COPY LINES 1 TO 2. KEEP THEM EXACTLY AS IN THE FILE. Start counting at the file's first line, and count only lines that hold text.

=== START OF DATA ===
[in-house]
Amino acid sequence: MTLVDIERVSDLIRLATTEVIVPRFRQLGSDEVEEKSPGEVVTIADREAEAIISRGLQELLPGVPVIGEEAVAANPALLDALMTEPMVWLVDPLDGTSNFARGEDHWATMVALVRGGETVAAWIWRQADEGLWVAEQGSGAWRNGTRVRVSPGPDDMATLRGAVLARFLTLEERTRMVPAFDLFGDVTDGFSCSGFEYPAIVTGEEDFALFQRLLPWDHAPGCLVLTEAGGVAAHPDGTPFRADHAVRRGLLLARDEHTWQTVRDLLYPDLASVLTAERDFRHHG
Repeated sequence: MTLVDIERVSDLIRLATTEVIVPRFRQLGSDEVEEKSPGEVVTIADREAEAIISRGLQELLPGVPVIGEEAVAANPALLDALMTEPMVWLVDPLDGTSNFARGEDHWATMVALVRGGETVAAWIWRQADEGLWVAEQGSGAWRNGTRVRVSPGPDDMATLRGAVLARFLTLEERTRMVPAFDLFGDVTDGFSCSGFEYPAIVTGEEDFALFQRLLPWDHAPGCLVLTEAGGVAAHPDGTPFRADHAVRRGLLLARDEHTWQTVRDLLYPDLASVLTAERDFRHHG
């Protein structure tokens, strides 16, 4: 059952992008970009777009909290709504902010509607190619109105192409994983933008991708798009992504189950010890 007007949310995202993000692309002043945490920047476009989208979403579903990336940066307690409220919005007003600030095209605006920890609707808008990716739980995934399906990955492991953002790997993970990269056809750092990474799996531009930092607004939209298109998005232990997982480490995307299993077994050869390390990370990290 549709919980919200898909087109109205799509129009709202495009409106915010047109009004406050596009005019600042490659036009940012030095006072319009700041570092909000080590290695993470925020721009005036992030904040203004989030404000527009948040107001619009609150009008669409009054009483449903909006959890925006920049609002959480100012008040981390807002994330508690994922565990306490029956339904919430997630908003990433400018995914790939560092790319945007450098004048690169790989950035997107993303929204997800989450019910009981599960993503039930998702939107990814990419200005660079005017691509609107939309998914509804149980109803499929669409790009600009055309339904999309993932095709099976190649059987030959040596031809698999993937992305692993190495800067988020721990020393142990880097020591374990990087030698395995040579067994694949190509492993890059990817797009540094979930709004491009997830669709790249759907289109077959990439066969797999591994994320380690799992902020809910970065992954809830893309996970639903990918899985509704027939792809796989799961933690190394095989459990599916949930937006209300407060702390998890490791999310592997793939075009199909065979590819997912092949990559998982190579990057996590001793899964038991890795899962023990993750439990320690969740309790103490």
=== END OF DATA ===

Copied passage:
[in-house]
Amino acid sequence: MTLVDIERVSDLIRLATTEVIVPRFRQLGSDEVEEKSPGEVVTIADREAEAIISRGLQELLPGVPVIGEEAVAANPALLDALMTEPMVWLVDPLDGTSNFARGEDHWATMVALVRGGETVAAWIWRQADEGLWVAEQGSGAWRNGTRVRVSPGPDDMATLRGAVLARFLTLEERTRMVPAFDLFGDVTDGFSCSGFEYPAIVTGEEDFALFQRLLPWDHAPGCLVLTEAGGVAAHPDGTPFRADHAVRRGLLLARDEHTWQTVRDLLYPDLASVLTAERDFRHHG